Democrats have a decent chance of winning the presidency and Senate in November. They have a smaller, but far from zero, chance of taking back the House. But so far, the party hasn’t offered much indication of what legislation they might pass if they actually found themselves in a position to do so.
And the Democratic National Convention hasn’t offered much clarity so far. On Tuesday, both Sen. Chuck Schumer and Rep. Nancy Pelosi — who would lead the Senate and House, respectively, in the event of a Democratic victory — gave speeches that offered little more than vague hints of what the party’s legislative agenda might look like.
To be sure, conventions are mostly a pep rally for the party and the nominee, not a place to roll out a detailed agenda. Still, the question remains: The party’s convention has broadly revolved around certain ideas and themes like greater social and economic justice, but there’s little consensus on how to achieve them — or where a Democratic Congress might even start.
At the convention, congressional Democrats offered a wish list, not an agenda
Schumer’s convention speech mostly focused on the Supreme Court — if Clinton wins the White House and Democrats take back the Senate, they could confirm a justice “who will protect women’s rights, voting rights, and undo that awful decision, Citizens United.”
Going too far beyond that would likely require Democrats to also take back the House by picking up 30 seats — which looks unlikely, but not impossible right now. Still, no one even seems prepared for that possibility at this point.
“Without the unifying presence of Mr. Obama in the White House, or the organizing aim of expanding health care, it is unclear who will hold the party together and what will be the next great project of liberalism,” the New York Times’s Jonathan Martin wrote on Saturday.
We certainly know what issues they’d consider: In his speech, Schumer offered a laundry list of Democratic priorities, including a higher minimum wage, equal pay, comprehensive immigration reform, affordable college, and changes to trade policy. Similarly, a variety of Democratic women from the House of Representatives got up and rattled off a list of things the party favors: Social Security, innovation, abortion rights, infrastructure spending, affordable college, gun control, and so forth.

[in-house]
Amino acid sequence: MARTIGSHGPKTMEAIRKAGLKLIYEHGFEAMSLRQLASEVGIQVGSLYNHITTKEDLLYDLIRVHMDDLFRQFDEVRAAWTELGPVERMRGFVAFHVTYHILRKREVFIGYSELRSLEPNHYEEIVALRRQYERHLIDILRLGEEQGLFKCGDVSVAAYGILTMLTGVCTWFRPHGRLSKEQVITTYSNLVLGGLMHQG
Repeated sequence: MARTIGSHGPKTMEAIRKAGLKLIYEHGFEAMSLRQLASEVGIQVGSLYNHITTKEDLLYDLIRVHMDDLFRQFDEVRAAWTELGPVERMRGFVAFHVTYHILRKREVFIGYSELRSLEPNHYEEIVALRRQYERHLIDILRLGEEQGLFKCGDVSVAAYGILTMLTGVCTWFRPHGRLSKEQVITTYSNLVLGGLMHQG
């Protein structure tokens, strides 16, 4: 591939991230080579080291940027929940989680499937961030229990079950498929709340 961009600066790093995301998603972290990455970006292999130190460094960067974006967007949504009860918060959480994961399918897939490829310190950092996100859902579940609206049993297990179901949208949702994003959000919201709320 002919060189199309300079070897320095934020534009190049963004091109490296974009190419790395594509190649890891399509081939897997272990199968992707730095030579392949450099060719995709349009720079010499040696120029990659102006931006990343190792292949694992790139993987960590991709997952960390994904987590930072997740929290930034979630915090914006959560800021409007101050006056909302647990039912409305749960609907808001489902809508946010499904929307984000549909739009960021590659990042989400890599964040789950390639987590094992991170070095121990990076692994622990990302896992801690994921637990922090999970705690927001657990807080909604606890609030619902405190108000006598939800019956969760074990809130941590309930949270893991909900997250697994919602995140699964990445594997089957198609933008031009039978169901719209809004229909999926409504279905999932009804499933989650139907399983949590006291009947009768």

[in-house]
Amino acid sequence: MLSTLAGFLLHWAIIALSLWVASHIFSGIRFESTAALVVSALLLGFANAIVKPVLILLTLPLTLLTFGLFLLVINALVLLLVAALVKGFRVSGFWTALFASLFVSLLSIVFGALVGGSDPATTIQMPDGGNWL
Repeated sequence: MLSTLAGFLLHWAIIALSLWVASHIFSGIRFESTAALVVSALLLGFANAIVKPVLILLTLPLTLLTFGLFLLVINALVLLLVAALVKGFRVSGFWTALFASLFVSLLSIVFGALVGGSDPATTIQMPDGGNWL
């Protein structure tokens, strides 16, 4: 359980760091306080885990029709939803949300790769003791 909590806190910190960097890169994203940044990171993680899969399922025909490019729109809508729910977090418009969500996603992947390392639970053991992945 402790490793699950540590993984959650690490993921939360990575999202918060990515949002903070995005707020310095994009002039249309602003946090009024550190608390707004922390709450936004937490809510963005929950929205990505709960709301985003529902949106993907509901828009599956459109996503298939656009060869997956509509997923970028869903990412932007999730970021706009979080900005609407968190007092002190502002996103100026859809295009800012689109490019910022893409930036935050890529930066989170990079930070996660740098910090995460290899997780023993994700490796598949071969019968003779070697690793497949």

Likewise, earlier this month Democratic House candidates rolled out a platform called “Stronger America: A New American Security Agenda,” which included 14 separate points grouped under six headers, from fighting online Islamic radicalization to expanding Social Security.
Still, passing legislation requires a little more focus than an expansive laundry list. In 2008, by contrast, Democrats had clearly prioritized health care reform and cap-and-trade climate legislation in the event that Obama took the White House — both of which they pursued in 2009-’10. (The financial crisis later forced economic stimulus and financial reform on the agenda.)
Even Republicans have a blueprint: House Majority Leader Paul Ryan’s budget. Donald Trump’s near-exclusive focus on crime and immigration also strongly suggests that greater immigration restrictions would be at the top of his list.
Democrats’ public pronouncements, on the other hand, suggest it’s not that they don’t have a plan — it’s that they don’t know where to start.